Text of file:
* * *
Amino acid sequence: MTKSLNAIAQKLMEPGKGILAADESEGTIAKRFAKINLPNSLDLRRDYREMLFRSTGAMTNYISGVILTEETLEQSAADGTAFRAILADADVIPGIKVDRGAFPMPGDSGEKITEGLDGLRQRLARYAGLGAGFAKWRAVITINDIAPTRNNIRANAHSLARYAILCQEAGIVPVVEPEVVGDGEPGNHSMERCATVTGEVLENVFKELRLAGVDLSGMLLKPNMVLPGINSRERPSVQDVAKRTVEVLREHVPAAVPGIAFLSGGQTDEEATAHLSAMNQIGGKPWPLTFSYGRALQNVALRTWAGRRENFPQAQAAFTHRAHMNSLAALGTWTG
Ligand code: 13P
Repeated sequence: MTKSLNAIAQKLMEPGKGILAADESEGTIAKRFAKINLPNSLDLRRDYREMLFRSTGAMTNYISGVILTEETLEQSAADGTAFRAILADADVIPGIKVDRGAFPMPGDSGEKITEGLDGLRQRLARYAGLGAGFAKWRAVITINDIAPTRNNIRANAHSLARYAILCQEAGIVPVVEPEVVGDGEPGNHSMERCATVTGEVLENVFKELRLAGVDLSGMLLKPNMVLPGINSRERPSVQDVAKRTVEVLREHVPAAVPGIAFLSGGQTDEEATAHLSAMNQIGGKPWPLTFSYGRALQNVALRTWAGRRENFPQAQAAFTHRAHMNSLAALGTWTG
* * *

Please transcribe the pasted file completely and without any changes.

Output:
Amino acid sequence: MTKSLNAIAQKLMEPGKGILAADESEGTIAKRFAKINLPNSLDLRRDYREMLFRSTGAMTNYISGVILTEETLEQSAADGTAFRAILADADVIPGIKVDRGAFPMPGDSGEKITEGLDGLRQRLARYAGLGAGFAKWRAVITINDIAPTRNNIRANAHSLARYAILCQEAGIVPVVEPEVVGDGEPGNHSMERCATVTGEVLENVFKELRLAGVDLSGMLLKPNMVLPGINSRERPSVQDVAKRTVEVLREHVPAAVPGIAFLSGGQTDEEATAHLSAMNQIGGKPWPLTFSYGRALQNVALRTWAGRRENFPQAQAAFTHRAHMNSLAALGTWTG
Ligand code: 13P
Repeated sequence: MTKSLNAIAQKLMEPGKGILAADESEGTIAKRFAKINLPNSLDLRRDYREMLFRSTGAMTNYISGVILTEETLEQSAADGTAFRAILADADVIPGIKVDRGAFPMPGDSGEKITEGLDGLRQRLARYAGLGAGFAKWRAVITINDIAPTRNNIRANAHSLARYAILCQEAGIVPVVEPEVVGDGEPGNHSMERCATVTGEVLENVFKELRLAGVDLSGMLLKPNMVLPGINSRERPSVQDVAKRTVEVLREHVPAAVPGIAFLSGGQTDEEATAHLSAMNQIGGKPWPLTFSYGRALQNVALRTWAGRRENFPQAQAAFTHRAHMNSLAALGTWTG